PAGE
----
It remains useful for local authorities to be aware of the different forms that an access agreement can take. However, in all cases, the key issues to consider when negotiating an access agreement are:

  • what rights the network provider wants or needs to successfully install, maintain or operate their network
  • whether the local authority is able to grant these rights
  • what the appropriate terms should be

What does a good agreement look like?

An effective agreement will:

  • be made in writing
  • record the terms agreed between the parties
  • help ensure the rights and interests of all parties are protected for the duration of the agreement
  • include a mechanism to prevent and resolve disputes or misunderstandings

Agreements will vary, depending on the rights being sought and the terms agreed. However, there are a number of available sources that local authorities may find useful when considering what to include in their own agreements. These include:

Ofcom guidance on the Electronic Communications Code

This may be useful when negotiating an agreement granting Code rights. The guidance includes:

Digital Infrastructure Toolkit

A template access agreement that has been developed for granting rights to use central government sites. This toolkit could also be useful for local authority solutions.

The City of London standardised wayleave

The City of London have developed a toolkit to speed up wayleave agreements, which is endorsed by Greater London Authority for the London Plan. It includes:

Of these model agreements, only the Digital Infrastructure Toolkit and accompanying documents have been developed by central government. The others are not endorsed by central government, but they may be useful starting points depending on the context and nature of the agreement being sought.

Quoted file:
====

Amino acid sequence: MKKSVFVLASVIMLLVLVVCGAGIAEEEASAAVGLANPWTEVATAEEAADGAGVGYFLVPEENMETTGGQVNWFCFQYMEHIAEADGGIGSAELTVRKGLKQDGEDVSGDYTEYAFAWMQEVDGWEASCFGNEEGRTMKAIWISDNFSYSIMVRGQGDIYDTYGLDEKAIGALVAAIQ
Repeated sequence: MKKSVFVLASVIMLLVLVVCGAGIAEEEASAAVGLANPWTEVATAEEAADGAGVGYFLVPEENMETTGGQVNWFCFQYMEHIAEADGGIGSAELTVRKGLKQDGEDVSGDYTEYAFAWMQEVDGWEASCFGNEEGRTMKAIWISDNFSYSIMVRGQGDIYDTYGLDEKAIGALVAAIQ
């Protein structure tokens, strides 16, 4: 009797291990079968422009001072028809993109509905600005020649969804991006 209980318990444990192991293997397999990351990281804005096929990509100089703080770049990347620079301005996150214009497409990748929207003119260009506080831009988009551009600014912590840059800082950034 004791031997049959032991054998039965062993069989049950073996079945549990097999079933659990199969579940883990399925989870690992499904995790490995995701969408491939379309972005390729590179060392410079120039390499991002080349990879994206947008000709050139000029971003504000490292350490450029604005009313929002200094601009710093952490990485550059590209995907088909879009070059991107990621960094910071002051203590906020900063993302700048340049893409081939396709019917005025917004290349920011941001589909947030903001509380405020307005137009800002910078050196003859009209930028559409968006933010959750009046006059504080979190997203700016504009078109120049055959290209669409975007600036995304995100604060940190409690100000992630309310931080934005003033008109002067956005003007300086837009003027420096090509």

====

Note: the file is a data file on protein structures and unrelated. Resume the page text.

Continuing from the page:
Greater London Authority template agreement

The Mayor of London engaged the British Standards Institution to work with a steering group made up of representatives of Transport for London, London local authorities, Cabinet Office, landlords, RICS, British Property Federation, network operators and their partnerships to develop consensus-driven impartial documents and accompanying guidance.

This project was inspired by the success of the City of London’s Standardised Wayleave Toolkit and the City of London kindly supported the development of these documents.

The Draft Documents and Guidance Note are provided free of charge on the Greater London Authority website and are intended for use by legal representatives of mobile network operators and their site providers, in London and beyond.

The use of these documents is voluntary. They can be adapted and are intended to provide a recognised neutral starting point for discussions, promoting common understandings of key issues for discussion.

Agreeing terms

When agreeing individual terms, local authorities should carefully consider what the communications network provider needs to install and maintain their apparatus or network and have regard to the importance that the Government attaches to digital infrastructure deployment and the social and economic benefits that it delivers.

Agreeing financial terms - background

As with any other term of an agreement to host digital communications infrastructure, financial terms should be agreed, wherever possible, on a consensual basis between the parties. However – as with other terms – it is important to note that these agreements are underpinned by a statutory framework (the Electronic Communications Code – “the Code” - as set out in the Communications Act 2003, amended by the Digital Economy Act 2017).

Amongst other things, the Code sets out how a court should determine the financial terms for rights under the Code (where these cannot be reached on a voluntary basis and the court considers it appropriate for an agreement to be imposed).